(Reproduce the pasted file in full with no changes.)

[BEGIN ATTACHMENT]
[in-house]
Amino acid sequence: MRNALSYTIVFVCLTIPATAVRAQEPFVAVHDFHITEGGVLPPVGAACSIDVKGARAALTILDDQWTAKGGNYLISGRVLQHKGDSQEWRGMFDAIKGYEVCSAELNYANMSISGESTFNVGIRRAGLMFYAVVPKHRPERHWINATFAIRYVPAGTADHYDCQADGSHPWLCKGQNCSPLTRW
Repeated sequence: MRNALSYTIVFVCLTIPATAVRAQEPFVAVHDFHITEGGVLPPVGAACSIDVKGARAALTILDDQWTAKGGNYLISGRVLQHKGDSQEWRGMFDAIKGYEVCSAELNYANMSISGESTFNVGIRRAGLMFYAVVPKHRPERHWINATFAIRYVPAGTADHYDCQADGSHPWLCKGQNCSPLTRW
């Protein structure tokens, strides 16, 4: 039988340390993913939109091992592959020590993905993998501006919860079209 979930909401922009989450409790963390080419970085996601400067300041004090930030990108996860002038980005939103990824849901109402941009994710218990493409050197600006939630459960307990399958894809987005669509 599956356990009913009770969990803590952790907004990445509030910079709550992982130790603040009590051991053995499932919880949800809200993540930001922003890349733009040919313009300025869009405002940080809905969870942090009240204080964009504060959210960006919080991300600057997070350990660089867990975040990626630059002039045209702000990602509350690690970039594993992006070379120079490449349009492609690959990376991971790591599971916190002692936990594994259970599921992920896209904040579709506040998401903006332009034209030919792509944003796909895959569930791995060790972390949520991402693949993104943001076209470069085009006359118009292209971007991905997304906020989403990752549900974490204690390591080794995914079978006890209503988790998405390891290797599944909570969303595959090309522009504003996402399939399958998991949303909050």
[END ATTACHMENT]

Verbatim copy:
[in-house]
Amino acid sequence: MRNALSYTIVFVCLTIPATAVRAQEPFVAVHDFHITEGGVLPPVGAACSIDVKGARAALTILDDQWTAKGGNYLISGRVLQHKGDSQEWRGMFDAIKGYEVCSAELNYANMSISGESTFNVGIRRAGLMFYAVVPKHRPERHWINATFAIRYVPAGTADHYDCQADGSHPWLCKGQNCSPLTRW
Repeated sequence: MRNALSYTIVFVCLTIPATAVRAQEPFVAVHDFHITEGGVLPPVGAACSIDVKGARAALTILDDQWTAKGGNYLISGRVLQHKGDSQEWRGMFDAIKGYEVCSAELNYANMSISGESTFNVGIRRAGLMFYAVVPKHRPERHWINATFAIRYVPAGTADHYDCQADGSHPWLCKGQNCSPLTRW
């Protein structure tokens, strides 16, 4: 039988340390993913939109091992592959020590993905993998501006919860079209 979930909401922009989450409790963390080419970085996601400067300041004090930030990108996860002038980005939103990824849901109402941009994710218990493409050197600006939630459960307990399958894809987005669509 599956356990009913009770969990803590952790907004990445509030910079709550992982130790603040009590051991053995499932919880949800809200993540930001922003890349733009040919313009300025869009405002940080809905969870942090009240204080964009504060959210960006919080991300600057997070350990660089867990975040990626630059002039045209702000990602509350690690970039594993992006070379120079490449349009492609690959990376991971790591599971916190002692936990594994259970599921992920896209904040579709506040998401903006332009034209030919792509944003796909895959569930791995060790972390949520991402693949993104943001076209470069085009006359118009292209971007991905997304906020989403990752549900974490204690390591080794995914079978006890209503988790998405390891290797599944909570969303595959090309522009504003996402399939399958998991949303909050």